Ovvero: Pararsi un po' il cul* in questo pazzo pazzo mondo di carte filigranate, iperfinanza globalizzata e picco delle risorse

sabato 17 gennaio 2015

Qualche altro link sulle ragioni dell'abbandono svizzero del peg a 1,20 con l'euro


Stefano Bassi ed Anna Ryden sentono anche loro odore di QE in salsa europea dopo l'un-peg svizzero e Stefano anche forse odore di eurosplit in euro nord ed euromed .. ma vediamo a proposito il post in evidenza ora su ZH, che tira fuori un po' di teorie su sta mossa imprevista e alla garibaldina da parte della SNB:
Zero Hedge - What Really Happened At The SNB Yesterday: One Person's Take
Submitted by Tyler Durden on 01/16/2015

(...) The SNB was clearly caught by surprise itself and didn't have time to make up some better lies. But why this sudden change of heart, throwing in the towel causing book losses of somewhere around CHF 75bn (>10% GDP)?

Some theories:
a) SNB had to buy Euros by the billions every day, and the balance sheet was exploding. FX holdings, at almost 500bn at the end of 2014 might have reached 600bn or more (almost 100% of GDP). SNB is a listed bank with minority shareholders (like the German Theo Siegert, who holds 5.5%). So may be Swiss regulator was getting uneasy with leverage?

b) Foreign FX is not held at the SNB, but rather at an account at a foreign bank in name of the SNB. May be at the ECB itself. So the ECB probably knew exactly what was going on, and how many Euros the SNB was piling up. If the number was getting out of hand, ECB could have threatened to leak some info, inviting speculators to mount an attack on the SNB.

c) SNB had to hold the fort until after the gold referendum, since such a disaster would have undermined trust in the SNB and possibly have tilted a few towards voting "yes".

d) After the opinion of the ECJ on bond buying it has become pretty clear the ECB will go all-in at its next meeting and begin buying Euro-zone bonds in earnest. The SNB was running already into difficulties finding AAA Euro-zone bonds to buy with a positive yield (to "recycle" all the Euros bought). The SNB was forced further and further out on the maturity ladder, increasing DV01 (the risk should interest rates start rising).

e) ECB made an offer to the SNB to take those Euro-zone bonds off the SNB's balance sheet. In exchange, the SNB had to promise to stop buying Euros, effectively ending the peg. The ECB was never very fond of the SNB's interventions, since the large buying of Euros probably left the Euro stronger than it otherwise could have been, thereby working against the ECB's intentions. Letting the SNB know what is about to happen next week (and that the SNB would have been overwhelmed by Euro printing) left little choice. For the ECB killed two birds with one stone: it removed a large buyer of Euros, and it would give the ECB a large chunk of bonds they otherwise would have had to buy via the market.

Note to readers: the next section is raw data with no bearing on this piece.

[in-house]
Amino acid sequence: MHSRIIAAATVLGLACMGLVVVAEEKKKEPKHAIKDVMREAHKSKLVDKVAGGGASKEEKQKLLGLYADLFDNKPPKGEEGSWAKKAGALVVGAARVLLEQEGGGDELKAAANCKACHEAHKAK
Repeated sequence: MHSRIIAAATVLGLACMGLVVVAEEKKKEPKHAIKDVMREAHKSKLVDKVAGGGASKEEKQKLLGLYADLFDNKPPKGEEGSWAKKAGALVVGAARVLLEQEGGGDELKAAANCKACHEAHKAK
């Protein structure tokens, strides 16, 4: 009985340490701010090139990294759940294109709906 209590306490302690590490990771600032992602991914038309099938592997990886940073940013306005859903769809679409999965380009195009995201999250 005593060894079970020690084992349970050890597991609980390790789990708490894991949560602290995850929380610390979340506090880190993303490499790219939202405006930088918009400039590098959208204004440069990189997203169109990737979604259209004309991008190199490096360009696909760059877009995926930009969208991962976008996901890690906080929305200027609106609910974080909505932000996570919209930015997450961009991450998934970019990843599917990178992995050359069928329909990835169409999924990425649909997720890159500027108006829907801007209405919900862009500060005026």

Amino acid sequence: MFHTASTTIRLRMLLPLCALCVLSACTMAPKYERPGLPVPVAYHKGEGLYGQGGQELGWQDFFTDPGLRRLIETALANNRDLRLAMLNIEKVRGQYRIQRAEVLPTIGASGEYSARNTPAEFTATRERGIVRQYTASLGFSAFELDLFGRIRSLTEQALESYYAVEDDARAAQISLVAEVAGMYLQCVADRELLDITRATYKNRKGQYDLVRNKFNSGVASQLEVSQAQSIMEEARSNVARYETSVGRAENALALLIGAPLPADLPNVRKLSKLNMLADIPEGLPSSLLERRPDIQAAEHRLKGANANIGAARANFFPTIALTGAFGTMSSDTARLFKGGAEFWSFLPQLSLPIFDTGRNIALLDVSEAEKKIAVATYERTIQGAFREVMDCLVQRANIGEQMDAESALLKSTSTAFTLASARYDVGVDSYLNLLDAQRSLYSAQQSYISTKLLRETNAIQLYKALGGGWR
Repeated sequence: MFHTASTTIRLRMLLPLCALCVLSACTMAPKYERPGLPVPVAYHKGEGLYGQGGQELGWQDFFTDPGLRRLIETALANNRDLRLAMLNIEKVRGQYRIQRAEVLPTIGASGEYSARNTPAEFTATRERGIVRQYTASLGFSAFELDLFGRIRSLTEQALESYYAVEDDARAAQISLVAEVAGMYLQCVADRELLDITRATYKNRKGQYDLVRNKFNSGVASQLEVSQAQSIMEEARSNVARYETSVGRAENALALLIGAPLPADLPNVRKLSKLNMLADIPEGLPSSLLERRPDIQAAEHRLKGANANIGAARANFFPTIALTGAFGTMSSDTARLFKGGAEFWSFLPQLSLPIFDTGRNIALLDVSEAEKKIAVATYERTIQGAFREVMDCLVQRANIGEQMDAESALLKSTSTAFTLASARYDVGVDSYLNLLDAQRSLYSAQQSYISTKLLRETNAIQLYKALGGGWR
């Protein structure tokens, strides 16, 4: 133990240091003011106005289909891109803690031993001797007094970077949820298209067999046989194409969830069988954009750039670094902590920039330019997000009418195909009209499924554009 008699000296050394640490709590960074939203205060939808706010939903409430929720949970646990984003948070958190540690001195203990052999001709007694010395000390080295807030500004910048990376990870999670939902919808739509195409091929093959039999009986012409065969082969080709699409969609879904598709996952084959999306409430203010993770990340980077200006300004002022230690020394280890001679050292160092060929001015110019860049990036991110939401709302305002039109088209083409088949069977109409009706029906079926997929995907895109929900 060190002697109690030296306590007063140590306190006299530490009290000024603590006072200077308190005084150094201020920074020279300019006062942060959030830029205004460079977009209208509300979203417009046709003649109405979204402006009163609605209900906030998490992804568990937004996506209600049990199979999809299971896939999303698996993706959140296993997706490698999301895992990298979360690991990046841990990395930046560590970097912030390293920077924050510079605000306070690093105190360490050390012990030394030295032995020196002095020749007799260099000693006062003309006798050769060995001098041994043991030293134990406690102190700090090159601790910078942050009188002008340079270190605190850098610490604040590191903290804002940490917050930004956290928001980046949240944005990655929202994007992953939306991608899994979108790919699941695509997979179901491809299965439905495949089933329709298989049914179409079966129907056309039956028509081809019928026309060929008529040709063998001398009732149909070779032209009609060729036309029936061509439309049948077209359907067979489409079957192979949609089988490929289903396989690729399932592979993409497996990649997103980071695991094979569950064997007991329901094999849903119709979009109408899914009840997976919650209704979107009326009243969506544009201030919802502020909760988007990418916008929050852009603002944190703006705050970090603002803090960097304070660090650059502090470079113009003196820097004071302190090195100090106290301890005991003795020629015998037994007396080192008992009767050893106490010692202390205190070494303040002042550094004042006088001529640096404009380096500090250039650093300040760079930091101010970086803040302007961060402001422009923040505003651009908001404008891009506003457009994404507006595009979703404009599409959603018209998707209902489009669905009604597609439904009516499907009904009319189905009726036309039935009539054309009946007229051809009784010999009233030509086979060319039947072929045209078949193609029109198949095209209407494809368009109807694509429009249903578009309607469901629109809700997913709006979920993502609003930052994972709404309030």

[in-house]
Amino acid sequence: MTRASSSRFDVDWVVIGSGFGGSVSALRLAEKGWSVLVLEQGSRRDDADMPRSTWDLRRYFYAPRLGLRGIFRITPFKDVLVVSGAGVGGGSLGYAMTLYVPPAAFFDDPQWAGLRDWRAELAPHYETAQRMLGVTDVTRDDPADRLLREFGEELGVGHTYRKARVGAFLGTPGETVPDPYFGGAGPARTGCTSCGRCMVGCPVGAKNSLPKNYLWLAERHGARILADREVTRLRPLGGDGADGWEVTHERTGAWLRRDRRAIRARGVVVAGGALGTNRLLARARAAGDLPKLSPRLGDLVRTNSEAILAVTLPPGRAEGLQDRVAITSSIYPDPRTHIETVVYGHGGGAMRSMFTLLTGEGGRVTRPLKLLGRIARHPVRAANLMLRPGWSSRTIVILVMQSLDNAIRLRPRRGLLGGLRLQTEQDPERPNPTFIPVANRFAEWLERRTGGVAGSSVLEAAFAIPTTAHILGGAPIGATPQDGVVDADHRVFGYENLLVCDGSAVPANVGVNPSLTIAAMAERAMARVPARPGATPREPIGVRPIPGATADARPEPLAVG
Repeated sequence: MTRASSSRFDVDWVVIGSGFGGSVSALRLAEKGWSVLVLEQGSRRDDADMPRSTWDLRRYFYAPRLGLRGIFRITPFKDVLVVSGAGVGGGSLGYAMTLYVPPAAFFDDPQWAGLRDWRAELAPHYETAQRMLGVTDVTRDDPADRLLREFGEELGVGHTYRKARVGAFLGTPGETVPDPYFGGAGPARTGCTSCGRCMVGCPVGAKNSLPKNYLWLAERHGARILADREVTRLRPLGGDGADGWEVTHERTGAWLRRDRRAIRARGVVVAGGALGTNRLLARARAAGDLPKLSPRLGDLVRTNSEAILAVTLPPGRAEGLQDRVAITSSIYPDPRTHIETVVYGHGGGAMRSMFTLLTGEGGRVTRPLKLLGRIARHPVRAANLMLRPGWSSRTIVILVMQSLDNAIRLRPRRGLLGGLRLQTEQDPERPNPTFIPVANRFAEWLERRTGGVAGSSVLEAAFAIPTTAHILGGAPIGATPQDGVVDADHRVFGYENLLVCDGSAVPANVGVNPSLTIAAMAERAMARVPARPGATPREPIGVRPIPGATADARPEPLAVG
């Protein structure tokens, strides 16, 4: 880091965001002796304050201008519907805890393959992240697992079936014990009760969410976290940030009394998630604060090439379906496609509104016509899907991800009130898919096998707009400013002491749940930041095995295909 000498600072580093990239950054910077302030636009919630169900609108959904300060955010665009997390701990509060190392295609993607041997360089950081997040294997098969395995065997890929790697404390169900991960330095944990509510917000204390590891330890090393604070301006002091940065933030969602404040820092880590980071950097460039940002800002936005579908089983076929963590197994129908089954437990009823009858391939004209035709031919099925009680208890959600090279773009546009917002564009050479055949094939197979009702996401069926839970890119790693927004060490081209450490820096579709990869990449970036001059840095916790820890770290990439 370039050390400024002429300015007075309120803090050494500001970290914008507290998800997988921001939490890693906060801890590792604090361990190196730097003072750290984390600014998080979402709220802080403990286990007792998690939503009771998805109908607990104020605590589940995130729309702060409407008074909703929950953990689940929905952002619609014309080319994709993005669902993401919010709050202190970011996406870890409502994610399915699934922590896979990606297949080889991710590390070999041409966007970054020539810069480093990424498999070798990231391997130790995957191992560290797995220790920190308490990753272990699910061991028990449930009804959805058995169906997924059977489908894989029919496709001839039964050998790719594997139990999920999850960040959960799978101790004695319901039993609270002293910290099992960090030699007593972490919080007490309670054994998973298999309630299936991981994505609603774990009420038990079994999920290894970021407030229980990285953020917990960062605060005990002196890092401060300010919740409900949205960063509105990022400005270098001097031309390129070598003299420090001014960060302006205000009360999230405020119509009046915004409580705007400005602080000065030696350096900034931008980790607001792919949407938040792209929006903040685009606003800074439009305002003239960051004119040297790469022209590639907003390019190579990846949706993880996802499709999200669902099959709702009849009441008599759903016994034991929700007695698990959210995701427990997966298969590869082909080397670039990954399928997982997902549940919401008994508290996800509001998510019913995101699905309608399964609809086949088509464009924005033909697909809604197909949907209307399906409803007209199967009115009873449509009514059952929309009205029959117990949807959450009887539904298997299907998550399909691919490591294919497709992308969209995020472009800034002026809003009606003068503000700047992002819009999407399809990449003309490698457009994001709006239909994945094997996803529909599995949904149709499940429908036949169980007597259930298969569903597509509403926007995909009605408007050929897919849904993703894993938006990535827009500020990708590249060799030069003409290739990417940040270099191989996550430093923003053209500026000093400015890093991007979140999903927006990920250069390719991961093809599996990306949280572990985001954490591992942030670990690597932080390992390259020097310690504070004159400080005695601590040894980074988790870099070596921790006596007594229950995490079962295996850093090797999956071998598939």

f) The ECB told the SNB it couldn't care less about a "Grexit" (exit of Greece from the Euro-zone). The SNB would have to expect massive further inflows into the CHF in such a case.

g) Interestingly, an article appeared in the NZZ newspaper a few days before the cap fell ("Euro Mindestkurs - SNB-Doyen will neue Untergrenze", NZZ am Sonntag, January 11, 2015. In the article, Ernst Baltensperger, an "influential thinker in monetary policy", recommended giving up the 1.20 barrier as potential losses from the SNB's balance sheet were rising. He also floated the idea of replacing the Euro barrier with a cap versus a basket of currencies (50% Euro, 50% US Dollar).


Ma la cosa ha attirato di più la mia attenzione è questo commento al post dei Tylers, che parla evidentemente degli anni '30-'40 e di come si stava delineando allora un potere finanziario globale, in mano a pochi privati cittadini, capace di tirare i fili di tutti i governi e di tutte le banche centrali. Banche centrali e Governi quindi strumenti in mano a pochi facoltosissime elite private e non motori primi del male del mondo come piace dipingerli ogni giorno agli "austriaci":
The powers of financial capitalism had another far-reaching aim, nothing less than to create a world system of financial control in private hands able to dominate the political system of each country and the economy of the world as a whole.

This system was to be controlled in a feudalist fashion by the central banks of the world acting in concert, by secret agreements arrived at in frequent private meetings and conferences.

The apex of the system was to be the BIS, the Bank for International Settlements in Basel, Switzerland, a private bank owned and controlled by the world's central banks which were themselves private corporations.

Each central bank, in the hands of men like Montagu Norman of the Bank of England, Benjamin Strong of the New York Federal Reserve Bank, Charles Rist of the Bank of France, and Hjalmar Schacht of the Reichsbank, sought to dominate its government by its ability to control Treasury loans, to manipulate foreign exchanges, to influence the level of economic activity in the country, and to influence cooperative politicians by subsequent economic rewards in the business world."
Professor Carroll Quigley; Georgetown University Professor and mentor of William Clinton. "Tragedy & Hope", page 324

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